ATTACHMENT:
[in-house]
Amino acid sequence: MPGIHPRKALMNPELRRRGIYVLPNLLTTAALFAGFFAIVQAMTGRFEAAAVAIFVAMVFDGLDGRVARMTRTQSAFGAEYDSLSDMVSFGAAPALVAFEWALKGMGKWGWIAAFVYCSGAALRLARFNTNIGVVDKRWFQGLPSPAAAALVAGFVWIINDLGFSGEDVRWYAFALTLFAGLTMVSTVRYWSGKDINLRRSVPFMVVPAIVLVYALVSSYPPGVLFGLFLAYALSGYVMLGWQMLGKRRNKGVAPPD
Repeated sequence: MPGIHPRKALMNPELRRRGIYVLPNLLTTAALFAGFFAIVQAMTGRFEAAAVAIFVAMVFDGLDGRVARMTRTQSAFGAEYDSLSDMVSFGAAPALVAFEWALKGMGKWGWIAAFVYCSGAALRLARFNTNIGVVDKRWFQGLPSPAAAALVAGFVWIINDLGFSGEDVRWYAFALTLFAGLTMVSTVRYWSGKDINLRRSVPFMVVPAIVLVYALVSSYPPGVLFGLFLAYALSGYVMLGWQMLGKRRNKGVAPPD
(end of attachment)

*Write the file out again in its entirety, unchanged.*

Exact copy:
[in-house]
Amino acid sequence: MPGIHPRKALMNPELRRRGIYVLPNLLTTAALFAGFFAIVQAMTGRFEAAAVAIFVAMVFDGLDGRVARMTRTQSAFGAEYDSLSDMVSFGAAPALVAFEWALKGMGKWGWIAAFVYCSGAALRLARFNTNIGVVDKRWFQGLPSPAAAALVAGFVWIINDLGFSGEDVRWYAFALTLFAGLTMVSTVRYWSGKDINLRRSVPFMVVPAIVLVYALVSSYPPGVLFGLFLAYALSGYVMLGWQMLGKRRNKGVAPPD
Repeated sequence: MPGIHPRKALMNPELRRRGIYVLPNLLTTAALFAGFFAIVQAMTGRFEAAAVAIFVAMVFDGLDGRVARMTRTQSAFGAEYDSLSDMVSFGAAPALVAFEWALKGMGKWGWIAAFVYCSGAALRLARFNTNIGVVDKRWFQGLPSPAAAALVAGFVWIINDLGFSGEDVRWYAFALTLFAGLTMVSTVRYWSGKDINLRRSVPFMVVPAIVLVYALVSSYPPGVLFGLFLAYALSGYVMLGWQMLGKRRNKGVAPPD